1. We used whole-cell patch clamp to investigate steady-state activation of
ATP-sensitive K+ channels (K-ATP) of rat arterial smooth muscle by protein
kinase A (PKA) and the pathway by which angiotensin II (Ang II) inhibits t
2. Rp-cAMPS, an inhibitor of PKA, did not affect K-ATP currents activated b
y pinacidil when the intracellular solution contained 0.1 mM ATP. However,
when ATP was increased to 1.0 mM, inhibition of PKA reduced K-ATP current,
while the phosphatase inhibitor calyculin A caused a small increase in curr
3. Ang II (100 nM) inhibited K-ATP current activated by the K+ channel open
er pinacidil. The degree of inhibition was greater with 1.0 mM than with 0.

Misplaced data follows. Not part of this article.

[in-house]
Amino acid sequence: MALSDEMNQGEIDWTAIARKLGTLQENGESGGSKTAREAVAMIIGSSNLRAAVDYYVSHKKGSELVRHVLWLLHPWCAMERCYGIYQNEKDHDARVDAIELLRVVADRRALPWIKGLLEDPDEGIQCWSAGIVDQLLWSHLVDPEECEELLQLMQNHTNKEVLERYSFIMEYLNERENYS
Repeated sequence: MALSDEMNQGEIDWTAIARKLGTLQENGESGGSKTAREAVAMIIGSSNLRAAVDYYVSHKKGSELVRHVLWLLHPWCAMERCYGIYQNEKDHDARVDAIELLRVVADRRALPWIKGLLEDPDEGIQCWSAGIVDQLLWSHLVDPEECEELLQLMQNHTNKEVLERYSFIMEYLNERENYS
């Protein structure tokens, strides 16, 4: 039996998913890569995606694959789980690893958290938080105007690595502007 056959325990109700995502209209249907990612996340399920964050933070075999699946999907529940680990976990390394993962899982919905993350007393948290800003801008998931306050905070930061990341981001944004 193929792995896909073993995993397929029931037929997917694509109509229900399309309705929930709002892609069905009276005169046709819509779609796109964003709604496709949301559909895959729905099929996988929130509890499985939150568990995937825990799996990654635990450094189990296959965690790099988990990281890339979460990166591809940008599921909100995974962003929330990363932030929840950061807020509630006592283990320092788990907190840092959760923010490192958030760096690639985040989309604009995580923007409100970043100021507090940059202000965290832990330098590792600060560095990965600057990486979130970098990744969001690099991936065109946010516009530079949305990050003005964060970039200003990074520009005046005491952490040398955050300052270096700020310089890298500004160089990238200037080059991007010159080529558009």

1 mM intracellular ATP. The effect of Ang II was abolished by the AT(1) rec
eptor antagonist losartan.
4. The inhibition of K-ATP currents by Ang II was abolished by a, combinati
on of PKA inhibitor peptide 5-24 (5 muM) and PKC inhibitor peptide 19-27 (1
00 muM), while either alone caused only partial block of the effect.
5. In the presence of PKA inhibitor peptide, the inhibitory effect of Ang I
I was unaffected by the PKC inhibitor Go 6976, which is selective for Ca2+-
dependent isoforms of PKC, but was abolished by a selective peptide inhibit
or of the translocation of the epsilon isoform of PKC.
6. Our results indicate that K-ATP channels are activated by steady-state p
hosphorylation by PKA at normal intracellular ATP levels, and that Ang II i
nhibits the channels both through activation of PKC epsilon and inhibition